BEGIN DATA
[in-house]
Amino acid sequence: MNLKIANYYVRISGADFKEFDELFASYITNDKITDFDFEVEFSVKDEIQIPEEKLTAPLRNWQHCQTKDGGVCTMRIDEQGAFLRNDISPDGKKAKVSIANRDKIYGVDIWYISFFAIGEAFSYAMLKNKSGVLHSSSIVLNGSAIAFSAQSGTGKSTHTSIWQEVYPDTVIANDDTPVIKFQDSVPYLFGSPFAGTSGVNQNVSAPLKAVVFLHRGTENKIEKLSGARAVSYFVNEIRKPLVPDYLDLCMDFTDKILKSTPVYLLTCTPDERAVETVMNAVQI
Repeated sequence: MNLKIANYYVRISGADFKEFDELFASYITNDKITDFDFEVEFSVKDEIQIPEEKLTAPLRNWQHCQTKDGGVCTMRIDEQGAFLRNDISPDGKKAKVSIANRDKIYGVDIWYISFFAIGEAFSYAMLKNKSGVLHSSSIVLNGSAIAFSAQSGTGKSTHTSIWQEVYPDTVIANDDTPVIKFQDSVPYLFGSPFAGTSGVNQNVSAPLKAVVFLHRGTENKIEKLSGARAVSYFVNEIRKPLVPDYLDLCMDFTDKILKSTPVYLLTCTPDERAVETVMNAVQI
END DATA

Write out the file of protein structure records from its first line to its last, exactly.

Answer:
[in-house]
Amino acid sequence: MNLKIANYYVRISGADFKEFDELFASYITNDKITDFDFEVEFSVKDEIQIPEEKLTAPLRNWQHCQTKDGGVCTMRIDEQGAFLRNDISPDGKKAKVSIANRDKIYGVDIWYISFFAIGEAFSYAMLKNKSGVLHSSSIVLNGSAIAFSAQSGTGKSTHTSIWQEVYPDTVIANDDTPVIKFQDSVPYLFGSPFAGTSGVNQNVSAPLKAVVFLHRGTENKIEKLSGARAVSYFVNEIRKPLVPDYLDLCMDFTDKILKSTPVYLLTCTPDERAVETVMNAVQI
Repeated sequence: MNLKIANYYVRISGADFKEFDELFASYITNDKITDFDFEVEFSVKDEIQIPEEKLTAPLRNWQHCQTKDGGVCTMRIDEQGAFLRNDISPDGKKAKVSIANRDKIYGVDIWYISFFAIGEAFSYAMLKNKSGVLHSSSIVLNGSAIAFSAQSGTGKSTHTSIWQEVYPDTVIANDDTPVIKFQDSVPYLFGSPFAGTSGVNQNVSAPLKAVVFLHRGTENKIEKLSGARAVSYFVNEIRKPLVPDYLDLCMDFTDKILKSTPVYLLTCTPDERAVETVMNAVQI